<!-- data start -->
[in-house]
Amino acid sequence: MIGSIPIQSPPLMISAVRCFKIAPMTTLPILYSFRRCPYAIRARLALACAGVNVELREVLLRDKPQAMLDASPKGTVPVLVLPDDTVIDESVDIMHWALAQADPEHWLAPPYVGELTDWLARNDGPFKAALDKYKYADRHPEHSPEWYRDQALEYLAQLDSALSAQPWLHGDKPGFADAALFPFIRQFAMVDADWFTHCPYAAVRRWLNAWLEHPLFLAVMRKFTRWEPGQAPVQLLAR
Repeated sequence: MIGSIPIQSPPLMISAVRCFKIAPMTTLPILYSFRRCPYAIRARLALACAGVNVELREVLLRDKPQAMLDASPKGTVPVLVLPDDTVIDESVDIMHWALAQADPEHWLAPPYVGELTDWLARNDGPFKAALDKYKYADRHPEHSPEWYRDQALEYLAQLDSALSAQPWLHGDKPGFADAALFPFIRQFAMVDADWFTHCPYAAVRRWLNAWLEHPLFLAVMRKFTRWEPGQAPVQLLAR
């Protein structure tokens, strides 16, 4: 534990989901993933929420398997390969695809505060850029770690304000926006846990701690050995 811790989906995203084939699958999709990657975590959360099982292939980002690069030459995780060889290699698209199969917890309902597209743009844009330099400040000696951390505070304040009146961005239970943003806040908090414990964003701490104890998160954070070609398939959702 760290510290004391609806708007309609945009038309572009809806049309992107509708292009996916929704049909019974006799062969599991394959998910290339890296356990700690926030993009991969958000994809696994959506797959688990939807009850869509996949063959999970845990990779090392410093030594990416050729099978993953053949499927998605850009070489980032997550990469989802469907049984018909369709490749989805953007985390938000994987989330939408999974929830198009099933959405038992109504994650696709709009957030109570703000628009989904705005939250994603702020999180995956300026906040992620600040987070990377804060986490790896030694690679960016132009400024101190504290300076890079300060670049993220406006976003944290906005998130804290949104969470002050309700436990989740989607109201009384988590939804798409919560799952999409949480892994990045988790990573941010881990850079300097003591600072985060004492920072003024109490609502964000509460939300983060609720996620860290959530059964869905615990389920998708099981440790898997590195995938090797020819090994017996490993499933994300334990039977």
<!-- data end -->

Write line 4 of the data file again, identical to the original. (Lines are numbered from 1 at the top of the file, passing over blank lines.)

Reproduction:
């Protein structure tokens, strides 16, 4: 534990989901993933929420398997390969695809505060850029770690304000926006846990701690050995 811790989906995203084939699958999709990657975590959360099982292939980002690069030459995780060889290699698209199969917890309902597209743009844009330099400040000696951390505070304040009146961005239970943003806040908090414990964003701490104890998160954070070609398939959702 760290510290004391609806708007309609945009038309572009809806049309992107509708292009996916929704049909019974006799062969599991394959998910290339890296356990700690926030993009991969958000994809696994959506797959688990939807009850869509996949063959999970845990990779090392410093030594990416050729099978993953053949499927998605850009070489980032997550990469989802469907049984018909369709490749989805953007985390938000994987989330939408999974929830198009099933959405038992109504994650696709709009957030109570703000628009989904705005939250994603702020999180995956300026906040992620600040987070990377804060986490790896030694690679960016132009400024101190504290300076890079300060670049993220406006976003944290906005998130804290949104969470002050309700436990989740989607109201009384988590939804798409919560799952999409949480892994990045988790990573941010881990850079300097003591600072985060004492920072003024109490609502964000509460939300983060609720996620860290959530059964869905615990389920998708099981440790898997590195995938090797020819090994017996490993499933994300334990039977």